First-Place Winner: TMA Excellence in Science Teaching
Integrated Physics and Chemistry Teacher
La Porte High School
La Porte, Texas
Building a Roller Coaster
This lesson is used to teach and reinforce the concepts of
speed, velocity, momentum, acceleration, and Newton's Laws of
Motion. The students in my Integrated Physics and Chemistry
(IPC) class will research and build a roller coaster that will
allow a marble to roll along the track. Once the roller
coaster is built the students will calculate the speed, momentum,
and acceleration of the marble as it rolls along the track. This
project is usually completed in 10 class periods. My students
are in grades ten through twelve. IPC is not a required
course at La Porte High School. Consequently many of the
students that take my class are the "lower level" students.
These students are typically not interested in science. This
"hands on" project really grabs the interest of the students.
They have the opportunity to be creative and apply the information
they get through research. Most of my students look forward to this
project. I have a number of students that sign up for IPC
just so that they can participate in this project. As a
result of the interest that this project stimulates, I have a
number of students that sign up for physics the following year.
Upon completion of this project the student will be able to:
Describe the law of conservation of energy.
Identify the conversion between potential and kinetic
Calculate speed, momentum, and acceleration.
Investigate and describe the application of Newton's Laws
Analyze the effect caused by changing force on the human
Construct a model of a roller coaster.
Methods of Implementation
After discussions and class activities on speed, momentum, and
forces, the students are put into groups of four or five. The
students then participate in "team building"
activities. The students then begin this project by
watching videos that discuss amusement park physics. This
helps the students to understand the type of planning that is
required to build a roller coaster.
Students go to the library to do Internet research on the
Roller coaster g-forces.
Law of conservation of energy.
Kinetic and potential energy as they apply to roller
How the forces of a roller coaster effect the human
How actual roller coasters are designed and built.
Building a Roller Coaster
Once the students have completed their research they begin to
design the roller coaster. They may use any design they like as
long as it fits on the plywood base. As they design their roller
coaster they must also consider the standards for grading (listed
below) and how the design they are using would impact a person
riding on it.
The roller coaster is then constructed by the students using
craft sticks and hot glue. These are the only materials the
students may use. As the students are building, I monitor their
progress and have discussions with them regarding their designs.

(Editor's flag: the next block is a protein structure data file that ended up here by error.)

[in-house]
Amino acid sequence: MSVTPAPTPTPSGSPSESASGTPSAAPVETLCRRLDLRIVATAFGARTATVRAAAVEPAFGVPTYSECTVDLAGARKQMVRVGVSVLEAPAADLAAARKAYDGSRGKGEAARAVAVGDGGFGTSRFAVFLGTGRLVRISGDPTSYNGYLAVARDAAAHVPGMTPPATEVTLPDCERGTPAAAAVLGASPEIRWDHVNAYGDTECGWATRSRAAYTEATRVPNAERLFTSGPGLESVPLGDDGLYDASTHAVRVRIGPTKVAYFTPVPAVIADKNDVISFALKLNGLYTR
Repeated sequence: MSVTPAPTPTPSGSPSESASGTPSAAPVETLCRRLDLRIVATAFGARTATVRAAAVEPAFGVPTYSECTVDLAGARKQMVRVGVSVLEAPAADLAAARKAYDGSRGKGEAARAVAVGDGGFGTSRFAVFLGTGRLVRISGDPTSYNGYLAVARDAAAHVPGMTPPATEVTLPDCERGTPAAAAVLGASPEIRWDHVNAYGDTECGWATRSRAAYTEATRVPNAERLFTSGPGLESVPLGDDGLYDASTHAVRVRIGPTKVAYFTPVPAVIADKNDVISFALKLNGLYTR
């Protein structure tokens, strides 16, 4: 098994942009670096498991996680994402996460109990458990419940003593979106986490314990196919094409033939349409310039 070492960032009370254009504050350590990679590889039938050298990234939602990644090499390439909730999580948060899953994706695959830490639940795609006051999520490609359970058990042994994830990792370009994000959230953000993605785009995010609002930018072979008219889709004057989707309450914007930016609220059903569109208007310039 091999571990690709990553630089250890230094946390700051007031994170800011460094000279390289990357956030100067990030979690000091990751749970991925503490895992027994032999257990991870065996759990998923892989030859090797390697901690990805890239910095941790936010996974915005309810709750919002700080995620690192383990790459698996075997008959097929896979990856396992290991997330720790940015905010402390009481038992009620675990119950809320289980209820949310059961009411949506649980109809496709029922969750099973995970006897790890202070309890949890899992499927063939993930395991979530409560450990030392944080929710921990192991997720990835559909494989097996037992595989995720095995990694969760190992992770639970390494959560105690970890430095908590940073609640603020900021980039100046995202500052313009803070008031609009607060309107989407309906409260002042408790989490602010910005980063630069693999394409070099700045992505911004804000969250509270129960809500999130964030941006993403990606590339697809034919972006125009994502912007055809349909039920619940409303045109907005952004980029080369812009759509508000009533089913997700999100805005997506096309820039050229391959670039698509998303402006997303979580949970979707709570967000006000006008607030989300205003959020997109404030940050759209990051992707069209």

Students must also prepare a story board that documents their
research and the construction of the roller coaster.
When the roller coasters are completed, the students must then
measure the roller coasters and begin calculating the speed,
acceleration, and momentum of the marble as it rolls on the track.
To do this, the students will use a timer and photogates that are
attached to the roller coaster with clamps.
The roller coaster must have six drops, six turns, and a
loop. The roller coaster must also have a realistic design that
would not "injure" a rider. Points are deducted for fewer
drops, turns, or no loop. I also deduct points if the
roller coaster is not realistic.
The roller coasters are then displayed at a district wide
open house. At that time, the roller coasters are judged
by engineers from the petrochemical and space industry.
The students must be able to discuss their roller coasters and
their story boards with the engineers. The winning team
receives free passes to Astroworld.
Students can research and report on how the feeling of zero
gravity that is achieved on some roller coasters compares to the
feeling of zero gravity on the KC 135 or the Space Shuttle.
Students can research and report on articles related to
amusement park rides and injuries/deaths that may have occurred
while riding a ride (not due to accidents). Is there proof
that rides can be a cause of brain injury or death?
Description of What Makes Lesson Effective
This lesson is very successful for a number of reasons.
The biggest reason is that the students are actively engaged in the
activity. Instead of listening to me lecture or doing
worksheets, they are doing their own research and completing a
project that is fun and exciting. Teenagers love amusement parks
and this project really keeps them interested. The students
are able to be creative and work in a group. The fact that
their work is exhibited and judged at a district wide event is a
great motivator for my students as well.
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